Ghrelin receptor: Introduction

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Introduction to the ghrelin receptor

The ghrelin receptor (ghrelinR), previously known as the growth hormone secretagogue receptor 1a, is the receptor for the anabolic hormone ghrelin. This hormone is involved in growth hormone (GH) secretion, appetite regulation, fat accumulation and energy expenditure. In addition it can also modulate behaviour and mood [12,50].




Background

The receptor was cloned by Howard et al. in 1996 from the pituitary and hypothalamus of humans and swine [24], and was shown to be the target of growth hormone secetagogues, a class of peptide and non-peptide compounds leading to growth hormone (GH) release from the anterior pituitary. Nucleotide sequence analysis revealed 2 types of cDNAs, apparently derived from the same gene, which the authors referred to as GHS-R1a and GHS-R1b [24]. The human full-length type, GHS-R1a cDNA encodes the predicted polypeptide of 366 amino acids with 7 transmembrane domains and is the subject of this review. Type Ib is predicted to encode a truncated polypeptide of 289 amino acids with only 5 transmembrane (1-5) domains. The function, if any, is not yet known.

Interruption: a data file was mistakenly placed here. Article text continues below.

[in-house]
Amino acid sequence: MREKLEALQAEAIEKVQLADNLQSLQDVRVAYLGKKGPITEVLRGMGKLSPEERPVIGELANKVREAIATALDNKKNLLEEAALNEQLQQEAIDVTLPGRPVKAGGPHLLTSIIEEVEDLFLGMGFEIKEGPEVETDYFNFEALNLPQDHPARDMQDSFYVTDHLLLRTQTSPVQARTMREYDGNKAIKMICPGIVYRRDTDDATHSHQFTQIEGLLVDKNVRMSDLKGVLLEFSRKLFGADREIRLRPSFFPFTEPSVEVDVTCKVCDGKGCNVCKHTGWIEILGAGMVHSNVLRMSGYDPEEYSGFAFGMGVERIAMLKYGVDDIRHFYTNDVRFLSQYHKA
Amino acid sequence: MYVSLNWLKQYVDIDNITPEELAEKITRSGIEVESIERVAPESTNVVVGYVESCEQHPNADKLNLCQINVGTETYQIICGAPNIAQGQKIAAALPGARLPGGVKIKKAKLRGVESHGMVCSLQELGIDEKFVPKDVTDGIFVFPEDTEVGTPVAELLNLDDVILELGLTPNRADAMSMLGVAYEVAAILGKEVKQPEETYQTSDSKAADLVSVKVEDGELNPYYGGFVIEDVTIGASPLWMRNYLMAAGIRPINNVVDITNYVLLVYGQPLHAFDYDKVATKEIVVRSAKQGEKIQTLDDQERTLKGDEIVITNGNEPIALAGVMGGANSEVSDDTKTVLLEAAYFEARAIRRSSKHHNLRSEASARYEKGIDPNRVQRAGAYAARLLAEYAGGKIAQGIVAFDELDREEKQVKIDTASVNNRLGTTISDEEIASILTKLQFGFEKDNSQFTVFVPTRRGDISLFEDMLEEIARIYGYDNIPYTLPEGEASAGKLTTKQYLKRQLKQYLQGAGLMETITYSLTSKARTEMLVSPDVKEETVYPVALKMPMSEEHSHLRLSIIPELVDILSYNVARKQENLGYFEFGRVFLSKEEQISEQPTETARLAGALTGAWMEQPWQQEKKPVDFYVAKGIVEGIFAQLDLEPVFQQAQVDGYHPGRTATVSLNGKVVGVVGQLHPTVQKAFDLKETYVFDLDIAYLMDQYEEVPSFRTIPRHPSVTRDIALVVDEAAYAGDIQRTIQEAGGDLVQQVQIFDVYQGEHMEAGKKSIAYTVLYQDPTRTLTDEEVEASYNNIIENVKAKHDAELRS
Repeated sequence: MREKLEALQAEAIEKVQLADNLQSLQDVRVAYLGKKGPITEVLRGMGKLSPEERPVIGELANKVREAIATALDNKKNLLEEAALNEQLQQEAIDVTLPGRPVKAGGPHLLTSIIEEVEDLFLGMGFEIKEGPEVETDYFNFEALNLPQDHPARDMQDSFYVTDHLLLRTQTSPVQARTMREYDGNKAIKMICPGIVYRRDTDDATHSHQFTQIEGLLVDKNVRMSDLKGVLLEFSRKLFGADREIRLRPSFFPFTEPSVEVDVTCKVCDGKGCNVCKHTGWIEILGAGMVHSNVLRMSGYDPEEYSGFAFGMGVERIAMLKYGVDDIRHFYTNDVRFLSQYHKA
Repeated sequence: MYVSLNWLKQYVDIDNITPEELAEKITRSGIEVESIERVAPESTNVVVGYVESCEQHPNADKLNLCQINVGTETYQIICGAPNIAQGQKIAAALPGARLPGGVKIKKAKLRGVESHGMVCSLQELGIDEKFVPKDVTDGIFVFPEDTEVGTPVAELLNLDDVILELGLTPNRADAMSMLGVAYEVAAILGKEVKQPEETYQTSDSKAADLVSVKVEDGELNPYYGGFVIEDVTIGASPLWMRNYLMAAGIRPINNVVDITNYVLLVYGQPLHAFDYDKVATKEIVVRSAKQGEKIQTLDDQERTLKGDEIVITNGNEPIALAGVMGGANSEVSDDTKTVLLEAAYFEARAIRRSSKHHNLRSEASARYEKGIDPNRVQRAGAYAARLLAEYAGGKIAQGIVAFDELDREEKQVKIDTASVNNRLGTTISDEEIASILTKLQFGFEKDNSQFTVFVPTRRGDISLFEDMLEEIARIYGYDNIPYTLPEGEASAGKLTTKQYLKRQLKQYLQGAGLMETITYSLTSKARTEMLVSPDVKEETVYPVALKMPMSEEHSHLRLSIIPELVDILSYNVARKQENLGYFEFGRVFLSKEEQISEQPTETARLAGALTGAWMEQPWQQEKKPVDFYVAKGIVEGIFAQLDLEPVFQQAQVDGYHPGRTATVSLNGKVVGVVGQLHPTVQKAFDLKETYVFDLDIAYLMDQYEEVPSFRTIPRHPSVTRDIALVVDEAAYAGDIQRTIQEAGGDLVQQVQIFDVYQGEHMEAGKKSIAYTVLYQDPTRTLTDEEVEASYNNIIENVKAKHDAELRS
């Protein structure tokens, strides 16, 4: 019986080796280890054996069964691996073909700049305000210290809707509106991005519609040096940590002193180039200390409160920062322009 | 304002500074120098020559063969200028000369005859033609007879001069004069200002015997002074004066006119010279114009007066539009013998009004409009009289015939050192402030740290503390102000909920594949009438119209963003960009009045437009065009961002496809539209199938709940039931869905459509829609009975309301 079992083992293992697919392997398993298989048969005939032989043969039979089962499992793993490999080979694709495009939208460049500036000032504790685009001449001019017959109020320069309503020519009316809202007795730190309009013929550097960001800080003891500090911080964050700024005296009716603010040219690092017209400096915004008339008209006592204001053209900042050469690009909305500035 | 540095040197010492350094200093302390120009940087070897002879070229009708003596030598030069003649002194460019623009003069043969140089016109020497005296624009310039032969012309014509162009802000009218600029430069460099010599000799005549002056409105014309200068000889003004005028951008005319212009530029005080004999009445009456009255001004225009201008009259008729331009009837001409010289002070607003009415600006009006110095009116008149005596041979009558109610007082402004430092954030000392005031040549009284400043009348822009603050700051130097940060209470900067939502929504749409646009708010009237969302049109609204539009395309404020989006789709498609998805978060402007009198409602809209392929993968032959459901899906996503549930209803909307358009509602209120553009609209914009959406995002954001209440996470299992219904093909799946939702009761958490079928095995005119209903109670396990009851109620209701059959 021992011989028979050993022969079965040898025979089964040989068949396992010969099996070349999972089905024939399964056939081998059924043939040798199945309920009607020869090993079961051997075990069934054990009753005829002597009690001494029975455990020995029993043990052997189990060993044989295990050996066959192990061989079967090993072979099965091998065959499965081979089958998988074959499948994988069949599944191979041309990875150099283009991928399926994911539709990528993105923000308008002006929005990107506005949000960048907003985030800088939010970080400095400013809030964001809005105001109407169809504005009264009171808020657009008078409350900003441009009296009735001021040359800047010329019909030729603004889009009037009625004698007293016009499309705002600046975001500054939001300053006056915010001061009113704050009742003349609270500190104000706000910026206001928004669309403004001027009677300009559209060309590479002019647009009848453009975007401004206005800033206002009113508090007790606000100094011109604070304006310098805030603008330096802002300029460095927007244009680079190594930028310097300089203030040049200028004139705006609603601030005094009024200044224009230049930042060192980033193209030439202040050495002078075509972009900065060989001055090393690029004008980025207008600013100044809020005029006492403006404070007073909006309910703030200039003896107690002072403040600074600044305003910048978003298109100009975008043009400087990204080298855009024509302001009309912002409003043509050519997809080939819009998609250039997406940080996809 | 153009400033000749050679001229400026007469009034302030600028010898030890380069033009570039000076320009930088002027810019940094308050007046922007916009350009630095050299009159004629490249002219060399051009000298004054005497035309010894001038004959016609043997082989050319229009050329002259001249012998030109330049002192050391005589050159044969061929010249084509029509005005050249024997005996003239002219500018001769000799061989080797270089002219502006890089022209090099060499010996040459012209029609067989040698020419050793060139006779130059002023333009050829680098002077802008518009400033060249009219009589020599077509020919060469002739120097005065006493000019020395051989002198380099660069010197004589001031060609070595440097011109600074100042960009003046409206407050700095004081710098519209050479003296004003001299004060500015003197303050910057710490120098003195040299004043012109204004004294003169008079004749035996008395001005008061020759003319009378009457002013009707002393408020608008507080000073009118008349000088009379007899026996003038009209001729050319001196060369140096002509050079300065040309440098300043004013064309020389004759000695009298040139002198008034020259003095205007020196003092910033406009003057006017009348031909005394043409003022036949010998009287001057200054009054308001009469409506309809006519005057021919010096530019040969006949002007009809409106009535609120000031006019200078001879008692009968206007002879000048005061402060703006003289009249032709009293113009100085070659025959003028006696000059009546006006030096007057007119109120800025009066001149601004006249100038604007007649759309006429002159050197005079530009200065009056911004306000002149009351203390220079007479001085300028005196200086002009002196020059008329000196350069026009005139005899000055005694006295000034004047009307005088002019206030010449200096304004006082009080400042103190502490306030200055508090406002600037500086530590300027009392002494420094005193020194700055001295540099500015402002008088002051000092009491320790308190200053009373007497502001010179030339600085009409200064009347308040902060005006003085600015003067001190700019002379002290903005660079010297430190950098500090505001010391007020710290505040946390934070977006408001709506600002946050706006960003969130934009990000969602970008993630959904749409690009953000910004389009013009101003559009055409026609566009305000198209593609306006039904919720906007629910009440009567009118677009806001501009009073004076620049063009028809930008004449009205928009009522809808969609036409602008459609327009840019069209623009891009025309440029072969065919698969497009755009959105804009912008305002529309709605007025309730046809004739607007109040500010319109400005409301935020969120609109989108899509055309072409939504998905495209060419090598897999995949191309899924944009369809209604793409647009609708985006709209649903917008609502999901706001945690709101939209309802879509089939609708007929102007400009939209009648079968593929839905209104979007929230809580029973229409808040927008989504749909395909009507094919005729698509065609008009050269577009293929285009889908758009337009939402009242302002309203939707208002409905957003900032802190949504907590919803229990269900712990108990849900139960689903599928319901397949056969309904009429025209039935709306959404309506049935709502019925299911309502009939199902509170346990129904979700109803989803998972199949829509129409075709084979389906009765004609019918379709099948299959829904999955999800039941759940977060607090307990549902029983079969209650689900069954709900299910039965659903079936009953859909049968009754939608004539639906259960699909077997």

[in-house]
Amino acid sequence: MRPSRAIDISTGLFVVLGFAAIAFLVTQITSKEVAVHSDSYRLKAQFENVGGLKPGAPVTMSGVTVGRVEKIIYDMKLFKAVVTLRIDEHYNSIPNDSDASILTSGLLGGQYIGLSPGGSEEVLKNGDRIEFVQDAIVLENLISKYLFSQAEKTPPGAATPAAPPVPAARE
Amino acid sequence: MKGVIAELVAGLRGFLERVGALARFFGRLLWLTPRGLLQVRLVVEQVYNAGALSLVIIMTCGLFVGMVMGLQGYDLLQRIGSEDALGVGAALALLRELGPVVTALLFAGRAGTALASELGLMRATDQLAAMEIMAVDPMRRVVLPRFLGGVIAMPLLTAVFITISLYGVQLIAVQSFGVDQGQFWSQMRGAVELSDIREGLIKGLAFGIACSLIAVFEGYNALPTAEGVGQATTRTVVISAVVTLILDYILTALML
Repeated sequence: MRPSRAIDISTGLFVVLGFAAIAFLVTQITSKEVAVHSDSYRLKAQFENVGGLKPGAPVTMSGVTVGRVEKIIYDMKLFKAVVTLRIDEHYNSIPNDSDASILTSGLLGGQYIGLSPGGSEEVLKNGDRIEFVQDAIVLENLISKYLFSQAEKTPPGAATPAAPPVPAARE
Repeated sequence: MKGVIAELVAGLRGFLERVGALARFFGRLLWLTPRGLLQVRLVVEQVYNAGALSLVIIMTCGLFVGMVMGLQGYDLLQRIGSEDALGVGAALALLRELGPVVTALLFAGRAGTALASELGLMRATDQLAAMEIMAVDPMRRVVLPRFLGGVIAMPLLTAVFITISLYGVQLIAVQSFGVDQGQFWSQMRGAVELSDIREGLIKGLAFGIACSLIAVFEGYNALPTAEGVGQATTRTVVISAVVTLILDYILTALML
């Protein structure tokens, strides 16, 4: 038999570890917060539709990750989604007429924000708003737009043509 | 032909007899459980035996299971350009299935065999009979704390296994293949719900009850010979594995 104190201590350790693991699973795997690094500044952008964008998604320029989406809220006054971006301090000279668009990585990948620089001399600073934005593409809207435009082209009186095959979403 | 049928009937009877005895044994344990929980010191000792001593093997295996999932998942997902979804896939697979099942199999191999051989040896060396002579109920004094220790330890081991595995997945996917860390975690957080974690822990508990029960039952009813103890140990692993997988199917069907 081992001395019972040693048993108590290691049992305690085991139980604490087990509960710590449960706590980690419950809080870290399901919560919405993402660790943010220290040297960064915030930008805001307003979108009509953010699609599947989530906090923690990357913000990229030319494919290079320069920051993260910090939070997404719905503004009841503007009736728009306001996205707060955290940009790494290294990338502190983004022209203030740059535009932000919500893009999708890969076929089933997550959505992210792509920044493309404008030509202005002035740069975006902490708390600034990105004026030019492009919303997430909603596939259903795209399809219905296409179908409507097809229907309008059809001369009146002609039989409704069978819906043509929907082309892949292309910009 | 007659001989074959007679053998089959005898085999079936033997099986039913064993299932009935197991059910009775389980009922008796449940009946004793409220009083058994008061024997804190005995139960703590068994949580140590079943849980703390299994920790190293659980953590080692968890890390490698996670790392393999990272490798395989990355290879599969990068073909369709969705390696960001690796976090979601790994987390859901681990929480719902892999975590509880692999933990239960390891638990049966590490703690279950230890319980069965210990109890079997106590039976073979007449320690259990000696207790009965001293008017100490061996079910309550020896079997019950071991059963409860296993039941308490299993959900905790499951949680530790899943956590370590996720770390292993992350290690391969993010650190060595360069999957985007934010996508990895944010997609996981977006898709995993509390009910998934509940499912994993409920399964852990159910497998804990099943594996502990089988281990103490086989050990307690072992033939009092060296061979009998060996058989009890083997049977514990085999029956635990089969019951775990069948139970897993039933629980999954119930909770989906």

In 1999 the GHS-R1a receptor was paired with ghrelin, using Chinese hamster ovary (CHO) cells expressing the rat GHS-R gene and proposed as the cognate endogenous ligand. Ghrelin is a 28 amino acid peptide originally isolated from rat stomach and is cleaved from a 117 amino acid precursor. The human ghrelin cDNA encodes a prepropeptide with 83% sequence identity to rat prepro-ghrelin. The sequence of the mature rat ghrelin peptide differs by two amino acids from that of the human sequence [29].

Alternative splicing of the ghrelin gene transcript can result in the translation of a second biologically active peptide, des–Gln14-ghrelin [23]. Both peptides have a unique post-translational modification, octanoylation of Ser3, which is essential for the binding to receptors in hypothalamus and pituitary and stimulating the release of growth hormone from the pituitary. However, there is evidence that this modification may not be essential for some of the peripheral effects of ghrelin. For example, Des-octanoyl ghrelin may have cardiovascular effects [2,49]. Antiproliferative actions of ghrelin and growth hormone secretagogues have been observed in breast carcinoma cells not expressing GHS-R mRNA [4-5].